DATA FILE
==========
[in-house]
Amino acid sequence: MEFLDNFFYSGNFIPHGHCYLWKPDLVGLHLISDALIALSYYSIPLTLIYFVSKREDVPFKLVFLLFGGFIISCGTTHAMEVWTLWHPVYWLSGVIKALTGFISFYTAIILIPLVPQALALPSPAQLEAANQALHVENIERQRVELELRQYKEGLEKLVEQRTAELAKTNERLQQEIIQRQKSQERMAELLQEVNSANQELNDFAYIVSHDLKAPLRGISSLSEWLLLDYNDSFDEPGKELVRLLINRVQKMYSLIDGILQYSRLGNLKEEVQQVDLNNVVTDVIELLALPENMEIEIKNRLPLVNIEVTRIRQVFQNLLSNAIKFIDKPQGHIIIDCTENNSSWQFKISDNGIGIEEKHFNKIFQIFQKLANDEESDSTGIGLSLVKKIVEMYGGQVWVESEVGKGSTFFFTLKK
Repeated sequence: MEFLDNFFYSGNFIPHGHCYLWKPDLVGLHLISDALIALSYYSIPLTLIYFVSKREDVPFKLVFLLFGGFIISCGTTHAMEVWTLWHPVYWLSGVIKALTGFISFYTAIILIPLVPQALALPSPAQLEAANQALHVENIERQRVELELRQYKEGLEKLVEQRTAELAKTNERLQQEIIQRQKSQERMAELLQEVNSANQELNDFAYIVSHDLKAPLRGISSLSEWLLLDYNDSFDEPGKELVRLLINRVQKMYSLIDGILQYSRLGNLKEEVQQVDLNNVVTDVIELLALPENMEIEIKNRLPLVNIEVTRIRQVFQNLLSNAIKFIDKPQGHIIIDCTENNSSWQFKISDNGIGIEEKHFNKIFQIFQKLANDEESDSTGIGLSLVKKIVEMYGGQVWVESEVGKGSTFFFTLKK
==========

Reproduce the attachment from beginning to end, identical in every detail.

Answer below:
[in-house]
Amino acid sequence: MEFLDNFFYSGNFIPHGHCYLWKPDLVGLHLISDALIALSYYSIPLTLIYFVSKREDVPFKLVFLLFGGFIISCGTTHAMEVWTLWHPVYWLSGVIKALTGFISFYTAIILIPLVPQALALPSPAQLEAANQALHVENIERQRVELELRQYKEGLEKLVEQRTAELAKTNERLQQEIIQRQKSQERMAELLQEVNSANQELNDFAYIVSHDLKAPLRGISSLSEWLLLDYNDSFDEPGKELVRLLINRVQKMYSLIDGILQYSRLGNLKEEVQQVDLNNVVTDVIELLALPENMEIEIKNRLPLVNIEVTRIRQVFQNLLSNAIKFIDKPQGHIIIDCTENNSSWQFKISDNGIGIEEKHFNKIFQIFQKLANDEESDSTGIGLSLVKKIVEMYGGQVWVESEVGKGSTFFFTLKK
Repeated sequence: MEFLDNFFYSGNFIPHGHCYLWKPDLVGLHLISDALIALSYYSIPLTLIYFVSKREDVPFKLVFLLFGGFIISCGTTHAMEVWTLWHPVYWLSGVIKALTGFISFYTAIILIPLVPQALALPSPAQLEAANQALHVENIERQRVELELRQYKEGLEKLVEQRTAELAKTNERLQQEIIQRQKSQERMAELLQEVNSANQELNDFAYIVSHDLKAPLRGISSLSEWLLLDYNDSFDEPGKELVRLLINRVQKMYSLIDGILQYSRLGNLKEEVQQVDLNNVVTDVIELLALPENMEIEIKNRLPLVNIEVTRIRQVFQNLLSNAIKFIDKPQGHIIIDCTENNSSWQFKISDNGIGIEEKHFNKIFQIFQKLANDEESDSTGIGLSLVKKIVEMYGGQVWVESEVGKGSTFFFTLKK